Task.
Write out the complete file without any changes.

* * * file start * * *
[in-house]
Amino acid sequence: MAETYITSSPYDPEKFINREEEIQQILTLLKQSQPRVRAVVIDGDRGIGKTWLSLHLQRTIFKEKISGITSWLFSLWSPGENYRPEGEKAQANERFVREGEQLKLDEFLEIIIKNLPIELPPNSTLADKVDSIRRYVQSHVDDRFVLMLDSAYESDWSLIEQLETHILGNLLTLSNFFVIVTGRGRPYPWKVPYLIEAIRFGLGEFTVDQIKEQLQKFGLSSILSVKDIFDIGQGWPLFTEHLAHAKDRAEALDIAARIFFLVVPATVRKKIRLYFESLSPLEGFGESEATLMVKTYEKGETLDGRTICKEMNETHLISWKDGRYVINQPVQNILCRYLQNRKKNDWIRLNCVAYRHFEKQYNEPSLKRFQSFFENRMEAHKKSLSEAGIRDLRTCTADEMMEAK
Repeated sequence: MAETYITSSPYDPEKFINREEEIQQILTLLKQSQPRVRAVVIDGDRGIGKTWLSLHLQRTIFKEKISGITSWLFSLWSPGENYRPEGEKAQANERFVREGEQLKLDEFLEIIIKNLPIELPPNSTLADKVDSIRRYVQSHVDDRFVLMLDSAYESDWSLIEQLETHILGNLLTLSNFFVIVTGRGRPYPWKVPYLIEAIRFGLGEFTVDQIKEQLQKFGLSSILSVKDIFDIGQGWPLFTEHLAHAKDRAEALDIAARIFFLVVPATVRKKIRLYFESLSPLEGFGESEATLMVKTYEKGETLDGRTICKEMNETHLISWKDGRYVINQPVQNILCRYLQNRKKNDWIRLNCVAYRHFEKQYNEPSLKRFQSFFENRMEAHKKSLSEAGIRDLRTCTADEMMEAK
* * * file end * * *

[in-house]
Amino acid sequence: MAETYITSSPYDPEKFINREEEIQQILTLLKQSQPRVRAVVIDGDRGIGKTWLSLHLQRTIFKEKISGITSWLFSLWSPGENYRPEGEKAQANERFVREGEQLKLDEFLEIIIKNLPIELPPNSTLADKVDSIRRYVQSHVDDRFVLMLDSAYESDWSLIEQLETHILGNLLTLSNFFVIVTGRGRPYPWKVPYLIEAIRFGLGEFTVDQIKEQLQKFGLSSILSVKDIFDIGQGWPLFTEHLAHAKDRAEALDIAARIFFLVVPATVRKKIRLYFESLSPLEGFGESEATLMVKTYEKGETLDGRTICKEMNETHLISWKDGRYVINQPVQNILCRYLQNRKKNDWIRLNCVAYRHFEKQYNEPSLKRFQSFFENRMEAHKKSLSEAGIRDLRTCTADEMMEAK
Repeated sequence: MAETYITSSPYDPEKFINREEEIQQILTLLKQSQPRVRAVVIDGDRGIGKTWLSLHLQRTIFKEKISGITSWLFSLWSPGENYRPEGEKAQANERFVREGEQLKLDEFLEIIIKNLPIELPPNSTLADKVDSIRRYVQSHVDDRFVLMLDSAYESDWSLIEQLETHILGNLLTLSNFFVIVTGRGRPYPWKVPYLIEAIRFGLGEFTVDQIKEQLQKFGLSSILSVKDIFDIGQGWPLFTEHLAHAKDRAEALDIAARIFFLVVPATVRKKIRLYFESLSPLEGFGESEATLMVKTYEKGETLDGRTICKEMNETHLISWKDGRYVINQPVQNILCRYLQNRKKNDWIRLNCVAYRHFEKQYNEPSLKRFQSFFENRMEAHKKSLSEAGIRDLRTCTADEMMEAK